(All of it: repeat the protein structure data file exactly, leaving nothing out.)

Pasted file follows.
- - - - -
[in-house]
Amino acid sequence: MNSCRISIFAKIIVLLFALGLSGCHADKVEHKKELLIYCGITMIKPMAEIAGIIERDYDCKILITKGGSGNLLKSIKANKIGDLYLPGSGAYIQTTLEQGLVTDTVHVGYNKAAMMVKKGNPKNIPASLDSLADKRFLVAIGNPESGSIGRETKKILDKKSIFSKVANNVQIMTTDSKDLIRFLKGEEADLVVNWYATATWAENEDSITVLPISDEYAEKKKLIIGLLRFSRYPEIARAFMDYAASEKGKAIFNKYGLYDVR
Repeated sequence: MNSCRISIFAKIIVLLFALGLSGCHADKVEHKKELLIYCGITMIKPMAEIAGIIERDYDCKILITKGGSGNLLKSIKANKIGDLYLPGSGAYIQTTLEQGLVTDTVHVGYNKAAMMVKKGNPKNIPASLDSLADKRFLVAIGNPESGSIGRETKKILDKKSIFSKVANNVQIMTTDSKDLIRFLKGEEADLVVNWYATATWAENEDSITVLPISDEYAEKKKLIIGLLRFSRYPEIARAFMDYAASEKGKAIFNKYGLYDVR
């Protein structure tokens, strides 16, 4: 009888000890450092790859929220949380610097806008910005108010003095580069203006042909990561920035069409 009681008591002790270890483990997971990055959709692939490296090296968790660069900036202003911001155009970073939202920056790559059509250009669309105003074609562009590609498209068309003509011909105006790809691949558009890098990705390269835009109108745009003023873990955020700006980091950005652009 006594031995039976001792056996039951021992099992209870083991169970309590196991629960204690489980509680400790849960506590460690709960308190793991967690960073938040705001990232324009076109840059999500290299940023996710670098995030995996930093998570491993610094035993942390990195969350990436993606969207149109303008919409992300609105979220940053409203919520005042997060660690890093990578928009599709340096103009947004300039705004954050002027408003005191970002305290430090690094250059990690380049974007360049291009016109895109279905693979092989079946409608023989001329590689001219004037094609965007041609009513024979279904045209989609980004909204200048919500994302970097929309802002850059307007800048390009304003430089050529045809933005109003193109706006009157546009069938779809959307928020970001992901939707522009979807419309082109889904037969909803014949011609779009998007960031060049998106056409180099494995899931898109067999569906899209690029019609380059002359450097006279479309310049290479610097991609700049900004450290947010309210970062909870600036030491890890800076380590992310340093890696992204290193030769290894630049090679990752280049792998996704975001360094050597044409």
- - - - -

[in-house]
Amino acid sequence: MNSCRISIFAKIIVLLFALGLSGCHADKVEHKKELLIYCGITMIKPMAEIAGIIERDYDCKILITKGGSGNLLKSIKANKIGDLYLPGSGAYIQTTLEQGLVTDTVHVGYNKAAMMVKKGNPKNIPASLDSLADKRFLVAIGNPESGSIGRETKKILDKKSIFSKVANNVQIMTTDSKDLIRFLKGEEADLVVNWYATATWAENEDSITVLPISDEYAEKKKLIIGLLRFSRYPEIARAFMDYAASEKGKAIFNKYGLYDVR
Repeated sequence: MNSCRISIFAKIIVLLFALGLSGCHADKVEHKKELLIYCGITMIKPMAEIAGIIERDYDCKILITKGGSGNLLKSIKANKIGDLYLPGSGAYIQTTLEQGLVTDTVHVGYNKAAMMVKKGNPKNIPASLDSLADKRFLVAIGNPESGSIGRETKKILDKKSIFSKVANNVQIMTTDSKDLIRFLKGEEADLVVNWYATATWAENEDSITVLPISDEYAEKKKLIIGLLRFSRYPEIARAFMDYAASEKGKAIFNKYGLYDVR
């Protein structure tokens, strides 16, 4: 009888000890450092790859929220949380610097806008910005108010003095580069203006042909990561920035069409 009681008591002790270890483990997971990055959709692939490296090296968790660069900036202003911001155009970073939202920056790559059509250009669309105003074609562009590609498209068309003509011909105006790809691949558009890098990705390269835009109108745009003023873990955020700006980091950005652009 006594031995039976001792056996039951021992099992209870083991169970309590196991629960204690489980509680400790849960506590460690709960308190793991967690960073938040705001990232324009076109840059999500290299940023996710670098995030995996930093998570491993610094035993942390990195969350990436993606969207149109303008919409992300609105979220940053409203919520005042997060660690890093990578928009599709340096103009947004300039705004954050002027408003005191970002305290430090690094250059990690380049974007360049291009016109895109279905693979092989079946409608023989001329590689001219004037094609965007041609009513024979279904045209989609980004909204200048919500994302970097929309802002850059307007800048390009304003430089050529045809933005109003193109706006009157546009069938779809959307928020970001992901939707522009979807419309082109889904037969909803014949011609779009998007960031060049998106056409180099494995899931898109067999569906899209690029019609380059002359450097006279479309310049290479610097991609700049900004450290947010309210970062909870600036030491890890800076380590992310340093890696992204290193030769290894630049090679990752280049792998996704975001360094050597044409």